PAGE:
What are bleeding problems?
Bleeding can range in severity from a simple bruise to blood in the urine, stool, or sputum (mucus and phlegm). Bleeding can occur from any body part including the digestive tract, blood vessels, eyes, brain, and joints. Bleeding from the surface of the body, such as from a puncture wound, is often promptly identified and treated; whereas, internal bleeding is much more difficult to track and diagnose.
Abnormal spontaneous bleeding occurs as a consequence of vascular injury, decreased platelet number and function, absent or ineffective clotting factors, and deficient blood clot formation.
People who take blood-thinning medication or who have a bleeding disorder, such as hemophilia, are at risk for severe and prolonged bleeding because their blood does not clot properly. However, these types of conditions usually can be well managed when you adhere to your overall treatment plan prescribed by your doctor. Severe bleeding and suspected internal bleeding need a prompt professional medical diagnosis.
Types of bleeding symptoms:
What other symptoms might occur with bleeding?
Bleeding may be accompanied by other symptoms, depending on the underlying disease, disorder or condition including:
- Abdominal pain or cramping
- Abdominal swelling or bloating
- Fecal incontinence (inability to control stools)
- Joint stiffness or immobility
- Pale skin
- Rectal pain
- Swelling of extremities
- Urgent need to pass stool
- Weight loss
Serious symptoms that might indicate a life-threatening condition
In some cases, bleeding might indicate a serious or life-threatening condition that should be immediately evaluated in an emergency setting. Seek immediate medical care (call 911) if you, or someone you are with, are exhibiting any of these life-threatening symptoms:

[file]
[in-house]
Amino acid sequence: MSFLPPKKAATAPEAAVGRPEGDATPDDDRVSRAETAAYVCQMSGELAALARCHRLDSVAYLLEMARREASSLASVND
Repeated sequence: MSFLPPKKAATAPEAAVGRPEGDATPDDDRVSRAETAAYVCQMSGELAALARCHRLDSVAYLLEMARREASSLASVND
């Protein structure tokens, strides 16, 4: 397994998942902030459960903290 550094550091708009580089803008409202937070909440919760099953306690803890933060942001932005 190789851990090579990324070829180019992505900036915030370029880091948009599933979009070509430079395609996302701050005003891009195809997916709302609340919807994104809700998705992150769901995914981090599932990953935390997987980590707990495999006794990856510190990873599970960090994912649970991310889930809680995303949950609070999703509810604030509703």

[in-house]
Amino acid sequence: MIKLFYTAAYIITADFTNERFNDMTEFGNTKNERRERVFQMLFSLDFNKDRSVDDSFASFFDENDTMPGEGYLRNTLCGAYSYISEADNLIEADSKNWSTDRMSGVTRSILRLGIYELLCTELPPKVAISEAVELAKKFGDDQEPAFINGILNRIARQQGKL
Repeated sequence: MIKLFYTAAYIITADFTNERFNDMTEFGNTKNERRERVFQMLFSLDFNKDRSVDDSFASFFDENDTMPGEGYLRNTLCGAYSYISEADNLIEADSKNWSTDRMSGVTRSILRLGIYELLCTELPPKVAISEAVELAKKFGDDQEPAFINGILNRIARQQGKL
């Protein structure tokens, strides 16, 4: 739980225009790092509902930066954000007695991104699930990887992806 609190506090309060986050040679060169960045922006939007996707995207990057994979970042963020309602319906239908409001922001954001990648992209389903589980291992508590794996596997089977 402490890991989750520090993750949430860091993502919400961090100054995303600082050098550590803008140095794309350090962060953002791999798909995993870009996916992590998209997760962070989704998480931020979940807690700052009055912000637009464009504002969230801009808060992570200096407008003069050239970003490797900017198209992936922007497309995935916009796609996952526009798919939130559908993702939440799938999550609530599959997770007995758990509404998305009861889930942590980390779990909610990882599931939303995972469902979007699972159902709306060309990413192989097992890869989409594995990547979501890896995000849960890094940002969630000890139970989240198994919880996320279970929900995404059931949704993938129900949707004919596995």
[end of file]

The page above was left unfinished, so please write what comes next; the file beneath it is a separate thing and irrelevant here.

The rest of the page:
- Confusion and disorientation
- Heart palpitations
- High fever (higher than 101 degrees Fahrenheit)
- Rapid pulse
- Rigid, board-like abdomen
- Severe abdominal pain
- Vomiting blood or black material (resembling coffee grounds)
- Weakness (loss of strength)
What causes bleeding symptoms?
Bleeding symptoms, such as bloody stools and vomit, are often due to gastrointestinal bleeding. Here the precipitating cause is known and the bleeding will usually subside on its own (normal hemostatis). However, excessive unexplained bleeding or bruising can be caused by bleeding disorders and other severe diseases such as leukemia.
Gastrointestinal causes of bleeding symptoms
Gastrointestinal causes of bleeding include:
Bleeding peptic ulcer
Blood vessel malformation
Bowel ischemia or bowel obstruction
Inflammatory bowel disease (Crohn’s disease or ulcerative colitis)
Intestinal infection, polyps or tumor
Other causes of bleeding symptoms
Other causes of bleeding symptoms include:
Hemophilia (rare hereditary disorder in which blood does not clot normally)
Hemorrhagic fever (viral infection)
Leukemia (cancer of the blood or bone marrow)
Long-term use of antibiotics
Menorrhagia (heavy bleeding during menstrual period)
Thrombocytopenia (low blood platelet count; platelets help form clots to stop blood loss)
Vitamin K deficiency
Von Willebrand’s disease (a hereditary bleeding disorder)
Serious or life-threatening causes of bleeding symptoms:
Any bleeding symptom you develop should be evaluated by a physician or health care professional. In some cases, bleeding may be due to a serious or life-threatening condition including:
Bleeding peptic ulcer
Ruptured esophageal varices
Severe abdominal trauma
Over time, bleeding symptoms can lead to serious complications including:
Severe blood loss